Over the weekend I was channel surfing (because I don’t have Netflix – no one pass out) to see if something would pop up, and I came upon one of my all-time favorite films, Forrest Gump. I stopped at the point in the film when Forrest is in Vietnam and he runs back into the jungle many times to save his best buddy Bubba, and ends up saving many of the men in his platoon. My skeptical 17 year-old son wanted to me to change the channel, but I asked to let me see just this one scene. He was hooked and we ended up watching the rest of the movie.
I love the movie because Forrest has such a fresh outlook on life and it made me think that we could take many lessons from the film as we practice HR.
When I’m around most of my HR friends, I hear them bemoan how difficult EVERYONE is to deal with – when it’s actually only a few people. I also hear people try to one up others with tales of employee misconduct. The stories that are more shocking and/or vulgar seem to gather crowds !!
I don’t think living in an environment of constant truth or dare scenarios helps us personally or professionally. If we only see the bad things around us, or the flaws and negative characteristics of others, how can we ever hope to move an organization forward? It’s no wonder people cast a negative light on HR when all they hear are HR horror stories.
What if we saw life as Forrest did? Sure, the movie is filled with a character who “happens” to experience almost every single major historical event in the U,S, personally, but it’s a movie. If you notice, Forrest isn’t swayed by his good fortune, his fame, or his run ins with Presidents or other famous people. He takes it in stride. This is also true when the dips in life hit him and he experiences loss of his mother and his beloved Jenny.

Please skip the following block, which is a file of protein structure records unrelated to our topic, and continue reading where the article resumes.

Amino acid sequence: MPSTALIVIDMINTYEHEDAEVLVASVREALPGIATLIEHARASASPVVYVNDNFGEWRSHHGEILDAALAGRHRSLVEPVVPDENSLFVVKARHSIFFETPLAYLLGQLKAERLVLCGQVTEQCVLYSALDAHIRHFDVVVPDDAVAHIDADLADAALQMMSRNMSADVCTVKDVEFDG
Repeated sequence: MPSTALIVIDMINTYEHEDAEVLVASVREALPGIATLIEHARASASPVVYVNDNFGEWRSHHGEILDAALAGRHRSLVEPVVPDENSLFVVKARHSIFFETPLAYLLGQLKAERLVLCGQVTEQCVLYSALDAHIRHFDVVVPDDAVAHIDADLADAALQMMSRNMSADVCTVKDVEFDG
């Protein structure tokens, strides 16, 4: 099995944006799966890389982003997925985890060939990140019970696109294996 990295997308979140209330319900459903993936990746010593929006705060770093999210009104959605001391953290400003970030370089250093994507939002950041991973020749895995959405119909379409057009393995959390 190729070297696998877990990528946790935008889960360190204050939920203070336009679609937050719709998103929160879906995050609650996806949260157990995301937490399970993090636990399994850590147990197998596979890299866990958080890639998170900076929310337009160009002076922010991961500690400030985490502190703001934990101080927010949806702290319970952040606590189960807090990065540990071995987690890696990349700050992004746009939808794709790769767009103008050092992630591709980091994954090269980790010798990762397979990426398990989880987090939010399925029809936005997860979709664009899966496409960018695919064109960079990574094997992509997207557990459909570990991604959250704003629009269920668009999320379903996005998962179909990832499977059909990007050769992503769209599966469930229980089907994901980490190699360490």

We come across opportunities every day to interact with great people. What’s our mindset when we’re about to meet with them? Are we burdened by it? Do we think the worst is sure to happen even before we talk to anyone? Do we jump to extremes and make broad-based decisions, policies and procedures because the interaction we just had should become the law of the land for all people going forward (even though it was an exception to how work usually goes)?
Forrest is unflappable. The only time he struggled with his situation was when Jenny introduces him to his son and Forrest worries if his son is smart or not. I think that he would have loved him either way, but it was obvious he didn’t want his son to face the same challenges he did in how people saw him as stupid – or less than others who were “normal.” He always responded “Stupid is as stupid does.”
Think about it becoming HR is as HR does. Forrest always let his actions show his intent and genuine approach toward life. We should do the same. HR’s behavior needs to be unflappable and able to not only take life in stride, but enjoy it because we never know what the next step will be.
Forrest thought his life turned out exactly like it should have. It was filled with extraordinary adventures which he thought were just normal situations. He wasn’t fazed. It’s a fabulous approach each day and something I’d encourage each of you to try !! Every person we meet may be an incredible adventure just waiting to happen. Don’t miss it !!
“And that’s all I have to say about that.”